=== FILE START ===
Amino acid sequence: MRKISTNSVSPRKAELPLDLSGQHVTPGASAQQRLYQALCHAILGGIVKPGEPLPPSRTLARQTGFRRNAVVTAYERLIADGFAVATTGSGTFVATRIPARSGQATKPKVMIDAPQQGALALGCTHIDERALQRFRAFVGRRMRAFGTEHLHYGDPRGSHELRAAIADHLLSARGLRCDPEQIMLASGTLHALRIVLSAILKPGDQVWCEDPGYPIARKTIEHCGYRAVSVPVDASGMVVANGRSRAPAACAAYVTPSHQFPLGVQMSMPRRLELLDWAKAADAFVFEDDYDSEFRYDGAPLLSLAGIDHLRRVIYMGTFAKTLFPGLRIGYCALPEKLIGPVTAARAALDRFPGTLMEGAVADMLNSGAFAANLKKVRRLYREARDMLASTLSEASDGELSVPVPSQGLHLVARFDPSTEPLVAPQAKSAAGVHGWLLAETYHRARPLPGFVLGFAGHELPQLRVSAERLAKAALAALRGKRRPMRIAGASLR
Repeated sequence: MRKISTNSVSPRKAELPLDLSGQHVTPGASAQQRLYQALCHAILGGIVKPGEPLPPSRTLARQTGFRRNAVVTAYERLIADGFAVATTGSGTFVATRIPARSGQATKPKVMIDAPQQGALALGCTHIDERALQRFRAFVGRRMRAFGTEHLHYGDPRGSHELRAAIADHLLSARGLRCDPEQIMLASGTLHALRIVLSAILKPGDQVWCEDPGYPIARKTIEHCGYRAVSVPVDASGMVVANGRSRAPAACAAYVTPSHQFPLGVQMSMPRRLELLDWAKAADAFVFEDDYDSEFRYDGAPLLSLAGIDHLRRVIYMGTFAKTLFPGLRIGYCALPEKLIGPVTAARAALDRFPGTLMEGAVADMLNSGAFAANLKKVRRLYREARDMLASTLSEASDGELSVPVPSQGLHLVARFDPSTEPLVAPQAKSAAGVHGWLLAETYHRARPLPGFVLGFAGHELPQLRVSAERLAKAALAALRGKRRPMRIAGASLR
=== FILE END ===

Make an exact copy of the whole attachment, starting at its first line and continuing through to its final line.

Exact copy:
Amino acid sequence: MRKISTNSVSPRKAELPLDLSGQHVTPGASAQQRLYQALCHAILGGIVKPGEPLPPSRTLARQTGFRRNAVVTAYERLIADGFAVATTGSGTFVATRIPARSGQATKPKVMIDAPQQGALALGCTHIDERALQRFRAFVGRRMRAFGTEHLHYGDPRGSHELRAAIADHLLSARGLRCDPEQIMLASGTLHALRIVLSAILKPGDQVWCEDPGYPIARKTIEHCGYRAVSVPVDASGMVVANGRSRAPAACAAYVTPSHQFPLGVQMSMPRRLELLDWAKAADAFVFEDDYDSEFRYDGAPLLSLAGIDHLRRVIYMGTFAKTLFPGLRIGYCALPEKLIGPVTAARAALDRFPGTLMEGAVADMLNSGAFAANLKKVRRLYREARDMLASTLSEASDGELSVPVPSQGLHLVARFDPSTEPLVAPQAKSAAGVHGWLLAETYHRARPLPGFVLGFAGHELPQLRVSAERLAKAALAALRGKRRPMRIAGASLR
Repeated sequence: MRKISTNSVSPRKAELPLDLSGQHVTPGASAQQRLYQALCHAILGGIVKPGEPLPPSRTLARQTGFRRNAVVTAYERLIADGFAVATTGSGTFVATRIPARSGQATKPKVMIDAPQQGALALGCTHIDERALQRFRAFVGRRMRAFGTEHLHYGDPRGSHELRAAIADHLLSARGLRCDPEQIMLASGTLHALRIVLSAILKPGDQVWCEDPGYPIARKTIEHCGYRAVSVPVDASGMVVANGRSRAPAACAAYVTPSHQFPLGVQMSMPRRLELLDWAKAADAFVFEDDYDSEFRYDGAPLLSLAGIDHLRRVIYMGTFAKTLFPGLRIGYCALPEKLIGPVTAARAALDRFPGTLMEGAVADMLNSGAFAANLKKVRRLYREARDMLASTLSEASDGELSVPVPSQGLHLVARFDPSTEPLVAPQAKSAAGVHGWLLAETYHRARPLPGFVLGFAGHELPQLRVSAERLAKAALAALRGKRRPMRIAGASLR